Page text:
Security forces in the country cannot achieve much if the population is not, and does not feel, protected against the extremist. The importance of popular support can be seen in the defeat of the National Liberation Front (F.L.N.) by the French in the Oran region in Algeria in 1956-1960. This campaign proved the importance of isolating rebellious groups from the population. Isolation not enforced upon the population but maintained by and with the population. However if the population fear retribution from these groups, civilians will not cooperate with officials and provide valuable information.
Aggressive steps must also be taken to ensure vigorous coordination within and between the police and security services. In the case of the IRA in Northern Ireland for example, it was observed that during the 1960s there was no clear policy direction at the highest level and an absence of coordination of the various intelligence and security forces, with the result that the situation had worsened considerably by 1975.This, in turn led to an urgent review and the adoption of new measures, most importantly, the establishment of a well-coordinated and centralised security structure. When dealing with transnational terrorism, the importance of international police work and intelligence sharing is invaluable as French-Spanish cooperation against Spain’s Basque terrorist has shown. In that case, a change in French policy in 1986 led to the arrest and jailing of nearly five hundred ETA suspects in south-western France, where the terrorists had found a safe haven.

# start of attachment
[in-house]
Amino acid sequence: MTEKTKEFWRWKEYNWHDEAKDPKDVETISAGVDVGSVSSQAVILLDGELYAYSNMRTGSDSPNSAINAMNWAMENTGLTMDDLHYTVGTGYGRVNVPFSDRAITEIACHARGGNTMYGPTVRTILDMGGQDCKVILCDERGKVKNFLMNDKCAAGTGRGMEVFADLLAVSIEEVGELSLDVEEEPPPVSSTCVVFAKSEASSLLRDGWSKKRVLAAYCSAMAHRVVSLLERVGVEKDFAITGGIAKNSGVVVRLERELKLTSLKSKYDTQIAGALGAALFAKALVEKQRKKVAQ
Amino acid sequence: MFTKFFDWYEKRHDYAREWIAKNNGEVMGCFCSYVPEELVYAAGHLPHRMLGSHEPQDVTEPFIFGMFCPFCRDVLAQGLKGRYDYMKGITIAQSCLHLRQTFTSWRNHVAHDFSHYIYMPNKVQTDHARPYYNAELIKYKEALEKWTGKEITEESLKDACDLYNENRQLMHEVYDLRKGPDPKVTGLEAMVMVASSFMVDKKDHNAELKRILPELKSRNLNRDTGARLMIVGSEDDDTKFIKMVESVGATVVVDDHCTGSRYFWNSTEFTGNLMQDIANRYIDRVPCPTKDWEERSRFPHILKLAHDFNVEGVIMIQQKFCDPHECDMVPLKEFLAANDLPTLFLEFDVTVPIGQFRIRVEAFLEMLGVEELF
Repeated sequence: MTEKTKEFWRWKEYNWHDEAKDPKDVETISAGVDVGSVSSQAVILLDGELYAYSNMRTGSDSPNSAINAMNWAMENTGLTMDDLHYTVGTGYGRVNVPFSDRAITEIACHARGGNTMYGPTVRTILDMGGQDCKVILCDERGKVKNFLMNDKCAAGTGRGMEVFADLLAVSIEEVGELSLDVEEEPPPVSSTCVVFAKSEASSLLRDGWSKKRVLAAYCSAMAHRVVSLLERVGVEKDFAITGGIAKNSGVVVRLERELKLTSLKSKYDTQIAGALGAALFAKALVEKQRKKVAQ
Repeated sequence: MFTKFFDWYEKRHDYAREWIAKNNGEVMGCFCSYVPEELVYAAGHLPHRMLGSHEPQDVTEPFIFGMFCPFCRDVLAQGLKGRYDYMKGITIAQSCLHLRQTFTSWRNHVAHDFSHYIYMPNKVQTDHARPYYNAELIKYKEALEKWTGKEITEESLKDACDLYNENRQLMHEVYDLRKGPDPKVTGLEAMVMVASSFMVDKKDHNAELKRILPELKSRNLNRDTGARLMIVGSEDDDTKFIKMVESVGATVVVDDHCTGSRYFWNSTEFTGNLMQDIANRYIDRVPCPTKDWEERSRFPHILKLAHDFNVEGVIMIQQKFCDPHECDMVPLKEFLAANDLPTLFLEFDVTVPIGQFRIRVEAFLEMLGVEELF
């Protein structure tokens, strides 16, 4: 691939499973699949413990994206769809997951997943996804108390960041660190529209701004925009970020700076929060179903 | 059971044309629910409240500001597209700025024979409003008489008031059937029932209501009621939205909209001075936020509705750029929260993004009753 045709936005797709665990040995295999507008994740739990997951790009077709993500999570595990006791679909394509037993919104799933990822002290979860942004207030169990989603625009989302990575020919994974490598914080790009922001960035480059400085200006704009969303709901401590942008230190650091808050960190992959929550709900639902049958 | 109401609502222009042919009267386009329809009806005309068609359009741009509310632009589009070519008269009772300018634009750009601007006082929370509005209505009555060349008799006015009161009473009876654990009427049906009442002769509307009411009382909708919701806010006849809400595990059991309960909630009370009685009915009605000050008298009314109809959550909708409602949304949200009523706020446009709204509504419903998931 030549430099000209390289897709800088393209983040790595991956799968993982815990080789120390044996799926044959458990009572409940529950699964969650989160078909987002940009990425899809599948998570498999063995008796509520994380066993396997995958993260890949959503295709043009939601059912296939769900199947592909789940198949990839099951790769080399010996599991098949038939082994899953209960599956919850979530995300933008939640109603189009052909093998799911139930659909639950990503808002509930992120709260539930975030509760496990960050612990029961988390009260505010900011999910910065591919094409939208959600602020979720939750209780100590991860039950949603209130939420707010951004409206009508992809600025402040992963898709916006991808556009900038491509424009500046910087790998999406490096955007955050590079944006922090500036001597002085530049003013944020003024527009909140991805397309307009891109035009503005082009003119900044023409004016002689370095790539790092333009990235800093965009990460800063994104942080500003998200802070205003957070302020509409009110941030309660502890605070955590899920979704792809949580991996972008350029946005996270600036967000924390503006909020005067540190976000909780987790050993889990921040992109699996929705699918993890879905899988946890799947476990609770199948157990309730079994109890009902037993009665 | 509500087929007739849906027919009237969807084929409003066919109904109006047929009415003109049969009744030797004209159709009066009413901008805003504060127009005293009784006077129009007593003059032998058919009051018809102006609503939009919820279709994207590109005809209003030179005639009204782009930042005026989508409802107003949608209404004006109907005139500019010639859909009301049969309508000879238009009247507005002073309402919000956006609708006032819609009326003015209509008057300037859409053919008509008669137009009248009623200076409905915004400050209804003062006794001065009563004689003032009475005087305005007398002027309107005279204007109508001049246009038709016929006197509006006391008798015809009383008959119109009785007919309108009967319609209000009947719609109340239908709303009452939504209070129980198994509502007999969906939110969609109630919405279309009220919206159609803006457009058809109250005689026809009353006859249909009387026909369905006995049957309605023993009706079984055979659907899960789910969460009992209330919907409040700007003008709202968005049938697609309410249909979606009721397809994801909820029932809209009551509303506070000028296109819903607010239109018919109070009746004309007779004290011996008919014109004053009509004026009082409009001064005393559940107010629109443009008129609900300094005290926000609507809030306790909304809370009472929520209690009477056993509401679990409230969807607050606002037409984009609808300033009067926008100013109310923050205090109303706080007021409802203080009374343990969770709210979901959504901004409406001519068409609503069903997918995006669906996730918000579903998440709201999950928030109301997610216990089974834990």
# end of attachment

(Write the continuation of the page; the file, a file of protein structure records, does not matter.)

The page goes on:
The capture of some two senior Boko haram members this year by government agencies though commendable will have little impact on the organizations ability to carry out operations if the right government response fails to keep up with the sects pace of indoctrination, training, recruitment of members, and acquiring political sponsors. Though violence in Iraq was curtailed by the killing of Musab al-Zarqawi (leader of al-Qaeda in Iraq) in June 2006, sever violence still continued. Also while active supporters (those who are willing to make sacrifices and risk personal harm by either joining the group or providing the group with intelligence information, concealment, shelter, hiding places for arms and equipment, medical assistance, guides, and liaison agents) of the sect might number in their thousands, passive supporters (individuals who quietly sympathize with extremist groups but are unwilling to provide material assistance, are potential threats in themselves) are in their hundreds of thousands. Passive supporters are not apt to betray or otherwise impede the extremist, and this is important because the acquisition of information from the people is a key aspect of counter insurgency strategy for government units combating elusive terrorist.
Bulus Nom Audu
Abuja based Defence and Security Analyst,
No 10 Albarka Road, Wuse 2 Abuja,